“Every theater kid in the world will instantly fall in love with Nat Beacon and relate to her story of perseverance. The Chance To Fly is as unique, inspirational, and full of heart as Ali Stroker is herself. She and Stacy Davidowitz will make readers laugh, cry, and teach them the true meaning of defying gravity.” — Chris Colfer, New York Times bestselling author and Golden Globe winning actor
“The perfect read for any dream chaser . . . You’ll realize how unlimited your possibilities are.” — Kristin Chenoweth, Tony and Emmy Award winning actress and singer
“I only wish that The Chance to Fly was written when I was a teenager. Ali Stroker is a powerful role model for all youth and adults alike . . . We are living in changing times where audiences are clamoring for greater diversity. A Tony Award winner whose voice soars, whose energy brings us all to cheer is an example of what is possible.” — Judith Heumann, International Disability Rights Activist, author of Being Heumann: An Unrepentant Me
"A story both fine and also uplifting—in both senses of the word, moral and physical!" — Gregory Maguire, author of Wicked
“Anyone who loves to dream and has a love for theater will greatly appreciate The Chance to Fly. This book reminds everyone that it is a beautiful thing to be different and to be passionate about doing what you love.” — Sophia Gennusa, Tony Honored actress for her title role in Matilda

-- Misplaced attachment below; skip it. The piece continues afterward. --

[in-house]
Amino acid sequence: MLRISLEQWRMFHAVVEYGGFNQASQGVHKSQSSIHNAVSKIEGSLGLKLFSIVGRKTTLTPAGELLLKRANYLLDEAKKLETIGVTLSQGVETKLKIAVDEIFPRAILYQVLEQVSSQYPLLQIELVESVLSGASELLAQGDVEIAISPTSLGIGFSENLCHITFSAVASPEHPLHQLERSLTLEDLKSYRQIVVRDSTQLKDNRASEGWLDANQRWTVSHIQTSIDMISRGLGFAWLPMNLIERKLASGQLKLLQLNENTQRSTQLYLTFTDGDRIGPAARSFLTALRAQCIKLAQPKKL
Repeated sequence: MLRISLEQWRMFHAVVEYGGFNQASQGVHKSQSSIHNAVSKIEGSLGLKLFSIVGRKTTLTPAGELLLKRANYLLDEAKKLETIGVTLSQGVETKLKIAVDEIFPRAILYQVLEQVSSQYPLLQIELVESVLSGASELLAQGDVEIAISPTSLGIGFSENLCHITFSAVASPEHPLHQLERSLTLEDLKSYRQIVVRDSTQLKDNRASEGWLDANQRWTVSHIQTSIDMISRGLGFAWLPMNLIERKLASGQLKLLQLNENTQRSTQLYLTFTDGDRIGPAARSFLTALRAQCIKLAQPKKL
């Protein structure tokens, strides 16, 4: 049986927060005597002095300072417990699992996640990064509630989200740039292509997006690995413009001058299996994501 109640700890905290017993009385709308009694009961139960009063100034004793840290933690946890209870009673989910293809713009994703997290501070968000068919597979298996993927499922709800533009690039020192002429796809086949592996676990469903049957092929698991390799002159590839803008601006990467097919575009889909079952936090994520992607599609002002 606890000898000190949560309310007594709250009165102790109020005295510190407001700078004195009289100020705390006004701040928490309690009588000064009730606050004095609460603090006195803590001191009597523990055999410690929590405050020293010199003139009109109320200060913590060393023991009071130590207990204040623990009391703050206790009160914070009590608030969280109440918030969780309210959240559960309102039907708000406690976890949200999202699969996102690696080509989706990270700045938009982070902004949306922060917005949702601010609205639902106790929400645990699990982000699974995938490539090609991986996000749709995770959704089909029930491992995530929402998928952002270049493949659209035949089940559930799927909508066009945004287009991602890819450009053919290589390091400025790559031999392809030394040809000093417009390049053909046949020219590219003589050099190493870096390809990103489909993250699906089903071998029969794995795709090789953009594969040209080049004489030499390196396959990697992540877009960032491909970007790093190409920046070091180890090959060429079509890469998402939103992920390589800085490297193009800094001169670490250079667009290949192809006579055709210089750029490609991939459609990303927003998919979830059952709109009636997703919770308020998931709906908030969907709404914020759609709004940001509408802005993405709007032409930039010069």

**STARRED REVIEW** "Bolstered by realistic dialogue and Nat’s engaging internal narrative, this endearing novel will entrance a new generation of theater lovers and charm older ones with its allusions to beloved shows." — Publishers Weekly
"Fun, honest, and uplifting: applause!" — Kirkus Reviews
"Seeing the obstacles Nat faces daily and watching her learn to advocate for herself may inspire readers to do the same. Serious scenes, like Nat’s crush Malik discussing his experience as the only Black student in school, and learning why Nat uses a wheelchair, are poignant, as is Nat’s evolving relationship with her parents... Young disabled performers will be excited to see representation, and all readers will be rooting for Nat." — School Library Journal